‘We’re going to lose islands … whole countries,’ says Pacific climate advocate

Victoria University's Dr Pala Molisa ... challenging ideas on how accountancy norms undermine social justice. Image: Victoria University

By Thomas Leaycraft of Scoop

New Zealand needs to acknowledge that Pacific Island nations face an “ecological holocaust” and “ecocide” thanks to climate change, says Dr Pala Molisa.

Molisa, a lecturer in accounting at Victoria University, will be leading the open forum at the In the Eye of the Storm Pacific climate change conference, which started today. Dr Molisa is also the MC of the conference.

“One of the reasons we call this … conference In the Eye of the Storm,” Molisa says, “is that the Pacific is one of the places where the impacts of climate change will be most severely felt and first felt.

“We’re going to lose islands – we’re going to lose whole countries – because of rising sea levels … The Pacific is one of the most vulnerable areas to these super storms and extreme weather events.”

In the eye of The Storm logoThe conference, which runs from today until Wednesday this week, will provide an unconventional look at climate change.

“It’s bringing amazing leaders and frontline activists from throughout the Pacific together,” says Molisa. The conference will discuss not only the immediate causes and effects of climate change but also the systemic issues behind it.

Though a lecturer in accounting, Molisa enlivens a traditionally “dry” field by “following the numbers” within social and economic frameworks, and looks at climate change through the lens of “the economic system powering it”.

‘Unrelated issues’
Most people view climate change and poverty as completely unrelated issues, but Molisa sees them both as the byproducts of a broken system.

“We can’t treat climate change as this standalone issue that’s separate from the mass extinction that’s going on in the oceans, that’s separate from deepening inequality.”

These things all directly result from “this economic system which is at the same time powering catastrophic climate change”.

He points to the recently signed Trans-Pacific Partnership Agreement (TPPA) as an example of these systemic flaws, arguing that its provisions – such as those that allow companies to sue government over laws that damage their profits – could make it difficult to impose environmental regulations that are in the public’s interest.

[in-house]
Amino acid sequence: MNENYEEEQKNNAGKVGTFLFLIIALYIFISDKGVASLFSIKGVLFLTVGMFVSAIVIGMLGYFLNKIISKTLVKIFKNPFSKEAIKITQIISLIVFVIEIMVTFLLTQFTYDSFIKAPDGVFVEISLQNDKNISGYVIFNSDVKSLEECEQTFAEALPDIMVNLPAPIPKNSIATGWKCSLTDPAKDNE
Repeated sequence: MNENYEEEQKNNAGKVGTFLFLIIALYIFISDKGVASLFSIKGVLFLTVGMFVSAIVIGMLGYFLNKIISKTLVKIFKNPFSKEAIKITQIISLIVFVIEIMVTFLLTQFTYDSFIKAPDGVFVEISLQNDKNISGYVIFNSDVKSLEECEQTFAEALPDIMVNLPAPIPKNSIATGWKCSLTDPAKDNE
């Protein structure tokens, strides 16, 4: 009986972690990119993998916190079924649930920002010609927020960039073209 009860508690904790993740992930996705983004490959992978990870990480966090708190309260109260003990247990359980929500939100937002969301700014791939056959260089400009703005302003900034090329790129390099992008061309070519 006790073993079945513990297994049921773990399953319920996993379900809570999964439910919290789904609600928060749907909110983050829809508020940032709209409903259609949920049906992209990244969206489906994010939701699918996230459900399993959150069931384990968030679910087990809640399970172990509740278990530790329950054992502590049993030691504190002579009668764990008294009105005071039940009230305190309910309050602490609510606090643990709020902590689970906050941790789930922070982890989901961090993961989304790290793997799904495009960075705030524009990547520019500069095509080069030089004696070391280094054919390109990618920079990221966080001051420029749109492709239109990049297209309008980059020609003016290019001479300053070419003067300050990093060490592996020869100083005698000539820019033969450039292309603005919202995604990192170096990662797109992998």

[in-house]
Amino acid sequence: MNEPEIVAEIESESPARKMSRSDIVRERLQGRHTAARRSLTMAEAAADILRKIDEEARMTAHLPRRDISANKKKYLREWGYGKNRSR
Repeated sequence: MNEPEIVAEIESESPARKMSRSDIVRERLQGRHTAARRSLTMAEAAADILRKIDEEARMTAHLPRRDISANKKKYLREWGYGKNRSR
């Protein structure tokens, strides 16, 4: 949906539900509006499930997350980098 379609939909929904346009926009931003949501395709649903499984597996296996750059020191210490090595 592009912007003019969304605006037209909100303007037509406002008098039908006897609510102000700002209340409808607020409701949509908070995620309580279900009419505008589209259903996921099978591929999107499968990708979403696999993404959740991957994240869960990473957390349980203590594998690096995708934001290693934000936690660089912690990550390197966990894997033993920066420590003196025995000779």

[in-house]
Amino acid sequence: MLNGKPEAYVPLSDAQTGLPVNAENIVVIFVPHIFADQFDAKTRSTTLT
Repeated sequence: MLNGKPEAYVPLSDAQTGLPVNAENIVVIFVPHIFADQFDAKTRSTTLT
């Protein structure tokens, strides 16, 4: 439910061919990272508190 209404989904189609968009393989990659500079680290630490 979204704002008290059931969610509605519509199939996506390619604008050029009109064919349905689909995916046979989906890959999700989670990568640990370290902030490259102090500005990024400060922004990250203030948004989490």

The TPPA, he says, “undermines our ability to respond effectively to these climate crises”.

Molisa is dissatisfied with the current volume and intensity of the national climate change discussion.

“Our language isn’t up to the task,” he says. “This is a life and death issue, and yet the language of most politicians and public policy-makers is not life and death, it’s wait and see, incremental change, and it’s [using] very sanitised language.”

Radical language
Molisa believes the lexicon for mainstream discussion has been stripped of the appropriate radical language. Words like “ecological holocaust”, “ecocide” and “biocide” should be part of society’s working vocabulary.

“Actions are predicated on our understanding of reality, so language is fundamental,” he says. “It rained in December in the Arctic – you know, rain! That should be world news! … What’s the thing before you have a WTF moment? This is a crisis!”

The conference takes place against a backdrop of international efforts to reduce carbon emissions, most recently the COP 21 Paris Climate Conference, where much of the international community pledged to reduce their carbon emissions in an attempt to limit global warming to a further 1.5 degrees.

Molisa applauds these recent efforts but still finds them “woefully inadequate”, noting that experts project that a catastrophic 2.7-3.5 degree rise could still occur even if all the current pledges are met.

“It’s a start, but it’s only aspirational,” he warns. “We are pushing ahead at our current trajectory at breakneck speed.” Drastic action is needed before climate change reaches “runaway” levels – if indeed it hasn’t already, he says.

The In the Eye of the Storm conference will look not only at the problems but also the solutions. While Pacific Island nations wield relatively little sway, they are not powerless in the international climate change discussion.

As well as continuing to fight for tougher international standards – and, indeed, their survival – at international summits, the people of the Pacific, Molisa says, must be “the moral voices at the forefront of climate discussions around the world”.

Thomas Leaycraft is a Scoop student journalist intern covering the In the Eye of the Storm conference for Scoop, Asia Pacific Report and Evening Report.

Read more about the In the Eye of the Storm Pacific Climate Conference
To read more from Dr Molisa, visit his blog at blackstone.net.nz

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